All right. Let's say that they get the picks. The question is, all right, so what do you want to project with this team? Not talking to Obama's National Security Council. Rick Santorum on here as a CNN contributor saying, you know what? We don't know that Russia did the hacks.

What are these strategies about? You know, why push back on the obvious?

ZITO: Well, I mean, chaos probably helps a little bit right now, because there are so many things going on. So, why not keep all these balls juggling in the air in terms of all these messages, all this information, all these, you know, sort of almost scandals going on, so that you can get in there, plow through and start to do stuff you want to do?

CAMEROTA: Also, there's no more sacred cows, I feel. This mistrust of institutions, we take it as gospel and verse. We believe our intelligence agencies. We always have. And now, Trump is like, no, not so much.

GREGORY: I think a certain amount of disruption is good, right? I mean, why -- every other part of our institutional life has been disrupted.

[08:25:05] Our economy has been disrupted. And certainly politics was ripe for that. I agree, the idea that your -- Trump and even Rick Santorum is more a minority, questioning some of the conclusions about Russia. Mike Pompeo is going to be CIA director, General Mattis, senior Republican hawks. Nikki Haley, governor of South Carolina.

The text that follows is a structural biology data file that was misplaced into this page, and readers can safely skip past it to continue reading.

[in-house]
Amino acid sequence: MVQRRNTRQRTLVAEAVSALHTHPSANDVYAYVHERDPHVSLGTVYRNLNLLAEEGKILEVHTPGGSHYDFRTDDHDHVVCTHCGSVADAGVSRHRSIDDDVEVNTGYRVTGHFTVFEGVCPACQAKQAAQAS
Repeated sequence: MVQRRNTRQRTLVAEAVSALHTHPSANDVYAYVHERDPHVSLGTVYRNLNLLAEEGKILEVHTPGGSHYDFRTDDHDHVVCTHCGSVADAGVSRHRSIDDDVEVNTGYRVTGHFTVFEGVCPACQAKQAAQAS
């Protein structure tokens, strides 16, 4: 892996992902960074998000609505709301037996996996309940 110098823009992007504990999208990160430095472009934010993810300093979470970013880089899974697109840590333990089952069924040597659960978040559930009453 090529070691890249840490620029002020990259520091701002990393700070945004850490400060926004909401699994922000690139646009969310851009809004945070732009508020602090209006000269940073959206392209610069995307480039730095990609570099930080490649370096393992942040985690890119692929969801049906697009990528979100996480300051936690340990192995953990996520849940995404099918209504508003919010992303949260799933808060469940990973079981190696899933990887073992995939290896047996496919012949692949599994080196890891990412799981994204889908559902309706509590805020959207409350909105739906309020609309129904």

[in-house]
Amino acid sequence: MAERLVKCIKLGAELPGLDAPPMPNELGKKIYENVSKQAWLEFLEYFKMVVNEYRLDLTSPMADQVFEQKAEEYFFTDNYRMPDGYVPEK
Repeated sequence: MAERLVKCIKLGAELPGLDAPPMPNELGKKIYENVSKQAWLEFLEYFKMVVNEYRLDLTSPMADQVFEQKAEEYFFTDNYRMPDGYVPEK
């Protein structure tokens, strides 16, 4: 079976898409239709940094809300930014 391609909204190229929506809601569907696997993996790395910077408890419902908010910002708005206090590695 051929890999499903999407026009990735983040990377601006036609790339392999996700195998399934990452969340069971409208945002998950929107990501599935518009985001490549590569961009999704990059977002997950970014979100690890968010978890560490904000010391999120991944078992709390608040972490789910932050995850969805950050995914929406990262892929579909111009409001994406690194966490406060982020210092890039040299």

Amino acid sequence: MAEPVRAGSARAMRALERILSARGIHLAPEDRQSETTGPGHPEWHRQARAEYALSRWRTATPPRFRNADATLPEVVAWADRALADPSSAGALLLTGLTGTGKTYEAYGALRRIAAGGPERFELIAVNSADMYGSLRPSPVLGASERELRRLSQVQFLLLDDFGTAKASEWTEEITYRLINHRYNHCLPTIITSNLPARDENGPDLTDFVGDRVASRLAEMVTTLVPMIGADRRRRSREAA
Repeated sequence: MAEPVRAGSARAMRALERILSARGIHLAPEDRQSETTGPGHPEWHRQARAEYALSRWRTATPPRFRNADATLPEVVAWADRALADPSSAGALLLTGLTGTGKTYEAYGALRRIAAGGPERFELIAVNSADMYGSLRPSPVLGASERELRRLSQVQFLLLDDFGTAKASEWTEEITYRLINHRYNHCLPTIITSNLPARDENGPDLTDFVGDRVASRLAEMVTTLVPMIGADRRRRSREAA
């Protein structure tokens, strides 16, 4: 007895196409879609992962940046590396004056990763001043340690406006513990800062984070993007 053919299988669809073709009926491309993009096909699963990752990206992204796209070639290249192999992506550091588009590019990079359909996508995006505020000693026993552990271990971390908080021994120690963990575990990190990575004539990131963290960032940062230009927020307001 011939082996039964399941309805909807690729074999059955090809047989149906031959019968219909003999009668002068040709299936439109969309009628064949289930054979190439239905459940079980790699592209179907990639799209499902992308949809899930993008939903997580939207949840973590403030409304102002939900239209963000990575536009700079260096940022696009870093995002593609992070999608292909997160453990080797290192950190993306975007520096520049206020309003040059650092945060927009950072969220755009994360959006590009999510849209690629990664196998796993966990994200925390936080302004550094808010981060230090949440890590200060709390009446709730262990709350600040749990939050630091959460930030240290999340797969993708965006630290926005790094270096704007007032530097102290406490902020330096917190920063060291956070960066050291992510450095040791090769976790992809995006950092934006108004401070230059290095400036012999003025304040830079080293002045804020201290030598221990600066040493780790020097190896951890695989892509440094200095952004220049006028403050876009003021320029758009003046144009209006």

So, there's a minority of people who says Russia is not so bad. To Trump's credit, he's bringing in those people --

(CROSSTALK)

DRUCKER: For Trump voters, this is a hope and change election. They want things to get done. They want disruption, to David's point. They want to see Republicans accomplish things they've been promising. They're not interested, maybe they're wrong for this and maybe they'll regret it, they're not interested in minor ethical issues shaking up in what they think the president-elect was sent here to do by them.

PHILLIP: The other thing about Trump's strategy from the very beginning has been to reduce the barriers between him and his people. So, if the media is getting in the way and sort of -- saying things that he doesn't want them to say, he is going to discredit the media. He's going to discredit his critics, Democrats, the CIA, whoever is in the way of him communicating directly to his people, and that's the dynamic that we're going into.

That's the way that he uses social media, and the objective here is so that when he's ready to do something, he can just say, this is what I'm doing and this is why I'm doing it. And his supporters believe him. The polling numbers show they believe him over basically everybody else.

ZITO: It's against everything big. Populism, simply put, is against big. So, it's against big media, big bureaucracy. So, it's not that people have lost faith in individual intelligent agents --

CAMEROTA: Right.

ZITO: -- but it's the bureaucracy they don't trust. And I think that's the nuance we're missing in this.

CAMEROTA: Panel, thank you very much for all of that.

So, more than 50 House Democratic lawmakers say they will not attend Mr. Trump's inauguration tomorrow. One Democrat who will be there, Congressman Elijah Cummings. He joins us next.

(COMMERCIAL BREAK)